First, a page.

DSCF1826xWhere did this idea come from?
In 2011, I completed an MA in Environmental Politics at Keele University. As part of this, I chose to research and write my dissertation on climate change scepticism in the UK. My inspiration for choosing this topic was reading two books:
Merchants of Doubt: How a Handful of Scientists Obscured the Truth of Issues from Tobacco Smoke to Global Warming, by Naomi Oreskes and Erik Conway; and
Requiem for a Species: Why we Resist the Truth About Climate Change, by Clive Hamilton.

DenialOfScienceMy research involved analysing and categorising the arguments put forward by prominent think-tanks, scientists, economists, politicians, journalists and others that dispute the reality, reliability and/or reasonableness of the scientific consensus that humans are now the primary cause of ongoing climate change. I decided then that I would like to pursue this further as a PhD. Sadly, this proved harder to achieve than I had imagined but – having attracted a great deal of academic attention by starting my Lack of Environment blog on the subject and publishing my research as a book (see its Facebook page for details) – I am now doing just that. Well, sort of…

The key was finding the right PhD supervisor but, finding the right supervisor has meant focussing my research on newspapers; specifically the output of journalists and other commentators who seek to influence public opinion.

what ifWhat’s this all about?
I intend to research the historical development of the disputation of climate science in British newspapers since 1990. This will be done by keyword searches of online databases of newspaper content at specific times over the last 25 years. These will include the time of significant publications (e.g. IPCC reports) and events (e.g. extreme weather). The intention is to document the arguments of – and the counter-factual claims made by – those who dispute the reality, reliability and/or reasonableness of the scientific consensus (that ongoing change is primarily a consequence of the post-industrial burning of fossil fuels); and whether or not these have changed in response to increasing scientific confidence in that consensus.

Why does this interest me?
I believe this research will be of great societal benefit because the fossil fuel industry has spent much of the last three decades disputing the science indicating that our burning of its product is damaging the environment.

In so doing, it has copied a strategy invented by the tobacco industry to delay the effective regulation of its business; and a large proportion of humanity appears to have failed to learn from this recent history. Consequently, disputing the reality, reliability or reasonableness of the modern consensus regarding climate science can only be justified by the invocation of scientific or political conspiracy theories.

globalwarming_theoriesWhere is the conspiracy?
Conspiracy theory has been defined as the invocation of a more-complicated explanation for something (based on little or no evidence) in preference to the simplest-possible explanation (taking all evidence at face value).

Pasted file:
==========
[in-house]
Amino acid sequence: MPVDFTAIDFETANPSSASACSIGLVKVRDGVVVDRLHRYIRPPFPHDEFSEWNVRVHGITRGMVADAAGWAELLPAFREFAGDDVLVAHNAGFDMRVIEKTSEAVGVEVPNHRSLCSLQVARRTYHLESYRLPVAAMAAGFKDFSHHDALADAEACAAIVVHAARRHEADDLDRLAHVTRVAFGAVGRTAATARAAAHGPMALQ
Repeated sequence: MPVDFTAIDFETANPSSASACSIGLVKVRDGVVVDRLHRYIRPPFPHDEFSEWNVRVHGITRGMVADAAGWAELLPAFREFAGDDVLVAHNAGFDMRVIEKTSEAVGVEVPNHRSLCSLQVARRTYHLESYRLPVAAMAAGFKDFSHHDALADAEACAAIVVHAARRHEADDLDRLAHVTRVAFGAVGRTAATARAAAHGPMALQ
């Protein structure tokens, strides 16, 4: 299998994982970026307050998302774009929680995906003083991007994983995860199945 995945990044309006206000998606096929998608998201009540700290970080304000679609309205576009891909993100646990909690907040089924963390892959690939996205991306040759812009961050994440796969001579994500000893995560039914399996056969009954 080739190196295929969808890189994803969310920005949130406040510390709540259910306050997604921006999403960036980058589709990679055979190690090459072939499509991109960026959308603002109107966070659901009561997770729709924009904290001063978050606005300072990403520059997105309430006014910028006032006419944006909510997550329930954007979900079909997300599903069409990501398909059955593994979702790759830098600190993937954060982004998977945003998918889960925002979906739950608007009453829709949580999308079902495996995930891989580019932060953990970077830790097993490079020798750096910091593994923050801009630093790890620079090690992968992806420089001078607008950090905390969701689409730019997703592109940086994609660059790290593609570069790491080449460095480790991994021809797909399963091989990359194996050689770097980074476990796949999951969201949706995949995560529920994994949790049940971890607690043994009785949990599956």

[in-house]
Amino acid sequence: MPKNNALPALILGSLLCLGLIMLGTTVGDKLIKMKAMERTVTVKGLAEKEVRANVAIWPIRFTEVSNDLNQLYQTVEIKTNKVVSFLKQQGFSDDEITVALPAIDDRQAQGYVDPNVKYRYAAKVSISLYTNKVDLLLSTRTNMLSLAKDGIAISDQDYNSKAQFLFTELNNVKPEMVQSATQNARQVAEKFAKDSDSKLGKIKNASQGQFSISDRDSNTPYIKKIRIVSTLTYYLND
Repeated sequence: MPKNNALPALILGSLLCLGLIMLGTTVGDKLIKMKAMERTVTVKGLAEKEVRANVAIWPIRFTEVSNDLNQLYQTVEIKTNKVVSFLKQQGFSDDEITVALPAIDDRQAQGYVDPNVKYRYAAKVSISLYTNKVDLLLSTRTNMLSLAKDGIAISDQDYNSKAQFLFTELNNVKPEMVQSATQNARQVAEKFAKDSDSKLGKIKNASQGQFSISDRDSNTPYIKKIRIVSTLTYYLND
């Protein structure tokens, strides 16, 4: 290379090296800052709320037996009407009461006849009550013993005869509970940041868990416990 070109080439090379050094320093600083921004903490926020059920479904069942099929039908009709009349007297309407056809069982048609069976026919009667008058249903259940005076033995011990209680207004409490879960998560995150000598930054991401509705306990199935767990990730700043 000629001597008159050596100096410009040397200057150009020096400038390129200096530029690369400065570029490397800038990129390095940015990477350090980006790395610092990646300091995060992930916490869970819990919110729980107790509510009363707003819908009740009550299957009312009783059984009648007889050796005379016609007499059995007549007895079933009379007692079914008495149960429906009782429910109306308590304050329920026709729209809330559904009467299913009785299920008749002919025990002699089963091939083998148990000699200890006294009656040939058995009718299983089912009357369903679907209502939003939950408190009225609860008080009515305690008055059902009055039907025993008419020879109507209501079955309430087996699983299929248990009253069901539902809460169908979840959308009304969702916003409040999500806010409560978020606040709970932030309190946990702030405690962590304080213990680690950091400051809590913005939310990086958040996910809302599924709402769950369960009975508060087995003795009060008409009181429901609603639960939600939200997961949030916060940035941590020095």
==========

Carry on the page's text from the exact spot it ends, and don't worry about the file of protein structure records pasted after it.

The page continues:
However, there is simply no evidence for a left-wing conspiracy to over-tax and over-regulate people (so as to make everyone poorer). Whereas, there is a great deal of evidence for a right-wing conspiracy to under-tax and under-regulate industry (so as to make a few people richer).

Therefore, whereas there is no precedent for the global scientific community conspiring to manufacture alarm simply to perpetuate scientific research (i.e. conspiracy theory), there is a precedent for global industries conspiring to manufacture doubt regarding very inconvenient science (i.e. conspiracy fact).

sust devt iconWhat does this matter?
I shall leave the final word to James Hoggan, the author of Climate Cover Up: The Crusade to Deny Global Warming, and co-founder of the DeSmogBlog website.

“Democracy is utterly dependent upon an electorate that is accurately informed. In promoting climate change denial (and often denying their responsibility for doing so) industry has done more than endanger the environment. It has undermined democracy. There is a vast difference between putting forth a point of view, honestly held, and intentionally sowing the seeds of confusion. Free speech does not include the right to deceive. Deception is not a point of view. And the right to disagree does not include a right to intentionally subvert the public awareness.” – James Hoggan.

Written by Martin Lack

1 June 2014 at 00:02

Why do our politicians not act on IPCC advice?

with 12 comments

Washington and Cook - Climate Change DenialI am hereby delighted to invite all my readers to indicate (by voting on a question [on the Survey Monkey website] that I have created) why they think our politicians continue to fail to respond effectively to the increasingly stark warnings (such as IPCC AR5 reports) from the scientific community?

With reference to my response to a recent comment on my blog, the choice seems to me to be either:

(a) they understand the risk of continuing inaction but believe taking action would be electorally suicidal;
or
(b) they discount the warnings because they choose to believe that technology alone will solve the problem.

What do people think? Is there another explanation?
Please vote at https://www.surveymonkey.com/s/TKNBN5P

If you feel you must insert an alternative explanation (the survey question allows this but I would prefer that people choose from the above options), please feel free to comment below as well (or instead).

N.B. This survey will close on the 13th of May and is not part of my PhD research.